Mr Essack said the Committee should thank Ms Lee Bramwell, Committee Researcher, for her effort during the term, in guiding and assisting the Committee wherever necessary.

Progress: Implementation Plan On Judicial Commission of Inquiry into State Capture Recommendations by The Portfolio Committee On Public Enterprises

Mr Rodney Mnisi, Committee Content Advisor, then took the Committee through the presentation on the progress report on implementing the Zondo Commission recommendations.


-Parliament developed an Implementation Plan in response to the findings of the Judicial Commission of Inquiry

-It’s purpose is to give effect to the Recommendations in the Report of the Judicial Commission of Inquiry into allegations of State Capture, Corruption and Fraud in the Public Sector, including Organs of State.

-The Implementation Plan was then referred to the Committee for actioning

-The presentation therefore aims to share progress report towards attaining and/or achieving its set objectives regarding the plan.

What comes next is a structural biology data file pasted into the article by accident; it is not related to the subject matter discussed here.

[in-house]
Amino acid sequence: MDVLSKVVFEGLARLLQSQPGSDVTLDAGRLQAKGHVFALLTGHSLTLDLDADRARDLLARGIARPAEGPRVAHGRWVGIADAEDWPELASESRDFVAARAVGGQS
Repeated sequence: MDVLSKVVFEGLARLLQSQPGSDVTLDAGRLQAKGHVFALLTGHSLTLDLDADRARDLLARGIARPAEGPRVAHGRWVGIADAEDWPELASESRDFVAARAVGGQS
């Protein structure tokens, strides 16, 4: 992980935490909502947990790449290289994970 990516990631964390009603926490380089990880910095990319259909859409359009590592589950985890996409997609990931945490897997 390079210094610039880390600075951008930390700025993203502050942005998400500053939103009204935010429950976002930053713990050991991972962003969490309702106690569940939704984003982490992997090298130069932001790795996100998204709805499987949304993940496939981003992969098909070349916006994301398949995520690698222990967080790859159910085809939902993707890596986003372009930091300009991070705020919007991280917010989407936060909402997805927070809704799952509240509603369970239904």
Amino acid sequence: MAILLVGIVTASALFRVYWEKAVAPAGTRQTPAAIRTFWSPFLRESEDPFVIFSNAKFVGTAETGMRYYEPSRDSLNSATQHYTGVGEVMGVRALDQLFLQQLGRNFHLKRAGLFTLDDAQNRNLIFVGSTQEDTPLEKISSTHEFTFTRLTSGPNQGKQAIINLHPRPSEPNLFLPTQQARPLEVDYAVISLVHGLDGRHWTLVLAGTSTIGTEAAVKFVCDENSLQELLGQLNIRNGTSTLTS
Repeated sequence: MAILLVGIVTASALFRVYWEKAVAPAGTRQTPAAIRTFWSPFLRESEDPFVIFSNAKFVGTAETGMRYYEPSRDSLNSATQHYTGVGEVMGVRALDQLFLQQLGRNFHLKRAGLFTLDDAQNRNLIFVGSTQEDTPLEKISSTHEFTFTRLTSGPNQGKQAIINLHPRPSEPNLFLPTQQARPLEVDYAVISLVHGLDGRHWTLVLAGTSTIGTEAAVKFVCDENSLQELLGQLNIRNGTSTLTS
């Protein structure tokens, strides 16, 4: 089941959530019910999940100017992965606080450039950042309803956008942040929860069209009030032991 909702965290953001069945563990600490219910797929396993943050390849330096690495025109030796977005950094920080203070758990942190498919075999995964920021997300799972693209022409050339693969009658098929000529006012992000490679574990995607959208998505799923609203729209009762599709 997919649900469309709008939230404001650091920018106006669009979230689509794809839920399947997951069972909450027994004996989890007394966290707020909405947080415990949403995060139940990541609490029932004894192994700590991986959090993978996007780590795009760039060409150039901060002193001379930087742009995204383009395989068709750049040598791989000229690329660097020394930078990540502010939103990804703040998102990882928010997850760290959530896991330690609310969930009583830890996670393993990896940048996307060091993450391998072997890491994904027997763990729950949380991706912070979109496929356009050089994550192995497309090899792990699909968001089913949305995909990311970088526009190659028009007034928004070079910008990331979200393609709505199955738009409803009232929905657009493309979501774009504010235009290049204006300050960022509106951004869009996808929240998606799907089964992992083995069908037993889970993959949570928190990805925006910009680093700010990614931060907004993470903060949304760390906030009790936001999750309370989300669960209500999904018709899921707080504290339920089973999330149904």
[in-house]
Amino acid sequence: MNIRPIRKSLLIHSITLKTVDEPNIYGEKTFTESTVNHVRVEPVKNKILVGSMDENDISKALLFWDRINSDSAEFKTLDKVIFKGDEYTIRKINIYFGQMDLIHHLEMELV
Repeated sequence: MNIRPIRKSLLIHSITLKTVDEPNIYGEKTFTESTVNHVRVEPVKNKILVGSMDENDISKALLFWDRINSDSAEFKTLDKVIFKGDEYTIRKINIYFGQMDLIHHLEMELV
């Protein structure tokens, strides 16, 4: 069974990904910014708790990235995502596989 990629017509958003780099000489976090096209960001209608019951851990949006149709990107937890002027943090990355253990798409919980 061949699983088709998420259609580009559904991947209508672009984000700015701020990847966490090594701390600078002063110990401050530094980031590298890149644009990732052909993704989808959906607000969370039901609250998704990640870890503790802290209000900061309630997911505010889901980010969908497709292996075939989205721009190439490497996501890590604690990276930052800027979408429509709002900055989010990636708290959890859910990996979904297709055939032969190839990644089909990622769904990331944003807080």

Department of Public Enterprises Responses

In furthering the Commission’s recommendations, the Department has been working with law enforcement agencies, state-owned companies, and other organs of state to among others:

  1. Pursue delinquency proceedings against former directors of State-Owned Companies (SOCs) implicated in state capture;
  2. Ensure that civil and criminal proceedings are referred to relevant authorities for investigation, with the view to prosecute where necessary;
  3. Individuals who fail to exercise their fiduciary responsibilities are disciplined by their professional bodies;
  4. Individuals implicated in state capture are red-flagged and/or prevented from accessing employment across the three spheres of government and
  5. Reforms are introduced to enhance measures meant to ensure the maintenance of good governance in SOCs.

Director delinquency